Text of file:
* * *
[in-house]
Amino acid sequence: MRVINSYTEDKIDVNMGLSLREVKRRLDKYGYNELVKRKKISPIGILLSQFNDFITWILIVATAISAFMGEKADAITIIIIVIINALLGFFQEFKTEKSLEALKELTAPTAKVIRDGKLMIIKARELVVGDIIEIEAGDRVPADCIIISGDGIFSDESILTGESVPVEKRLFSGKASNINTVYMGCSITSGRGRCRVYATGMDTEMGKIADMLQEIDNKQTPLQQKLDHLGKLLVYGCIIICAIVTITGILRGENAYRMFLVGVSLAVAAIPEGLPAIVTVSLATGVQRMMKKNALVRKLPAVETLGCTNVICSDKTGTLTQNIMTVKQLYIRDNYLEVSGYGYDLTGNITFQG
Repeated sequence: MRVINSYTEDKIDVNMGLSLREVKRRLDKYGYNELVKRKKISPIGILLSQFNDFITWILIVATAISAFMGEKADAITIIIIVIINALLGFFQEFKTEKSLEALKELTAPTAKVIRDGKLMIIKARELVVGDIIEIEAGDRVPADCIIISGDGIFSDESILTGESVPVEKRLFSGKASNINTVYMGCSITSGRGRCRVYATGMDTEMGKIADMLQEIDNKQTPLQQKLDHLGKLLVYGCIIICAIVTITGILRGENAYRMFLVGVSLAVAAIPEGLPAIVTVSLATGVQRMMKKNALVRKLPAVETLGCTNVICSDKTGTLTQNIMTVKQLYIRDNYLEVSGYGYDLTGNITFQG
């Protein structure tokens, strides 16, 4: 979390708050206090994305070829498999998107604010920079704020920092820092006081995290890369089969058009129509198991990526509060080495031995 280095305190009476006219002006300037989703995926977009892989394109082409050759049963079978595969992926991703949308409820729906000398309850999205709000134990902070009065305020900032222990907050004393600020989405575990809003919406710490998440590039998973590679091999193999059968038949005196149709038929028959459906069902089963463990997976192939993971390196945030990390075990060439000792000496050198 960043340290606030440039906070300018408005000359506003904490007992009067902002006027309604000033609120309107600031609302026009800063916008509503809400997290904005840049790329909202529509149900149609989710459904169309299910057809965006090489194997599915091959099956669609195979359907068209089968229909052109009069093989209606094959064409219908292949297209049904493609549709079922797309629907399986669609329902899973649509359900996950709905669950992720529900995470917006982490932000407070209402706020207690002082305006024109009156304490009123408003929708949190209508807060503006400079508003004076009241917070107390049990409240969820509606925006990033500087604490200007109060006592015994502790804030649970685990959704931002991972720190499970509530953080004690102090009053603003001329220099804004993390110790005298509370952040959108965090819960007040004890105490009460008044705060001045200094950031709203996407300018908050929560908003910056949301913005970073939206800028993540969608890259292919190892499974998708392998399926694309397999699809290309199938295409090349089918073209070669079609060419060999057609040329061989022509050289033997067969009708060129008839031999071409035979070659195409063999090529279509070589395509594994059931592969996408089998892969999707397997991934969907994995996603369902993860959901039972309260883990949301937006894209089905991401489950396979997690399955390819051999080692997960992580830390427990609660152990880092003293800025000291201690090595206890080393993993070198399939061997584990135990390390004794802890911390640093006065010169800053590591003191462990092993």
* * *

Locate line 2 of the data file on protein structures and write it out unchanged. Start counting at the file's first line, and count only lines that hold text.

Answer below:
Amino acid sequence: MRVINSYTEDKIDVNMGLSLREVKRRLDKYGYNELVKRKKISPIGILLSQFNDFITWILIVATAISAFMGEKADAITIIIIVIINALLGFFQEFKTEKSLEALKELTAPTAKVIRDGKLMIIKARELVVGDIIEIEAGDRVPADCIIISGDGIFSDESILTGESVPVEKRLFSGKASNINTVYMGCSITSGRGRCRVYATGMDTEMGKIADMLQEIDNKQTPLQQKLDHLGKLLVYGCIIICAIVTITGILRGENAYRMFLVGVSLAVAAIPEGLPAIVTVSLATGVQRMMKKNALVRKLPAVETLGCTNVICSDKTGTLTQNIMTVKQLYIRDNYLEVSGYGYDLTGNITFQG